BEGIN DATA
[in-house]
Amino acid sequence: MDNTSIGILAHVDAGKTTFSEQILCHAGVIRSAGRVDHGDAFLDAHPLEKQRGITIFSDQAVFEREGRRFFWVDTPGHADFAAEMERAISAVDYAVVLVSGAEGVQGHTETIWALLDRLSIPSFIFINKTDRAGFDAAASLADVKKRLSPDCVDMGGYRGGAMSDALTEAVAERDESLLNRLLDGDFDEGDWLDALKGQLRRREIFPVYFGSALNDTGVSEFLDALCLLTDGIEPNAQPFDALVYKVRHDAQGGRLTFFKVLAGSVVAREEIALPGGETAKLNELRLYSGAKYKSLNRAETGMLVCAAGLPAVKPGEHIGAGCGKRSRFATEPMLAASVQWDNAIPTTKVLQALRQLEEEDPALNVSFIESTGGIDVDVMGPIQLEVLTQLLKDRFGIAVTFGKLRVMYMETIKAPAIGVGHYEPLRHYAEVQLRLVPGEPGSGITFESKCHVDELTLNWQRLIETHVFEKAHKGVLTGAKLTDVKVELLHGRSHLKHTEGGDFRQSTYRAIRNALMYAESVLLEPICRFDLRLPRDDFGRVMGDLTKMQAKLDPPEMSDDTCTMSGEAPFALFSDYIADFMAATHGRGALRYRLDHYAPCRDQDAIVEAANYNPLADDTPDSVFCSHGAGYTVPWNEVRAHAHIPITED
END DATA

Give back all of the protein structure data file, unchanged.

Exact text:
[in-house]
Amino acid sequence: MDNTSIGILAHVDAGKTTFSEQILCHAGVIRSAGRVDHGDAFLDAHPLEKQRGITIFSDQAVFEREGRRFFWVDTPGHADFAAEMERAISAVDYAVVLVSGAEGVQGHTETIWALLDRLSIPSFIFINKTDRAGFDAAASLADVKKRLSPDCVDMGGYRGGAMSDALTEAVAERDESLLNRLLDGDFDEGDWLDALKGQLRRREIFPVYFGSALNDTGVSEFLDALCLLTDGIEPNAQPFDALVYKVRHDAQGGRLTFFKVLAGSVVAREEIALPGGETAKLNELRLYSGAKYKSLNRAETGMLVCAAGLPAVKPGEHIGAGCGKRSRFATEPMLAASVQWDNAIPTTKVLQALRQLEEEDPALNVSFIESTGGIDVDVMGPIQLEVLTQLLKDRFGIAVTFGKLRVMYMETIKAPAIGVGHYEPLRHYAEVQLRLVPGEPGSGITFESKCHVDELTLNWQRLIETHVFEKAHKGVLTGAKLTDVKVELLHGRSHLKHTEGGDFRQSTYRAIRNALMYAESVLLEPICRFDLRLPRDDFGRVMGDLTKMQAKLDPPEMSDDTCTMSGEAPFALFSDYIADFMAATHGRGALRYRLDHYAPCRDQDAIVEAANYNPLADDTPDSVFCSHGAGYTVPWNEVRAHAHIPITED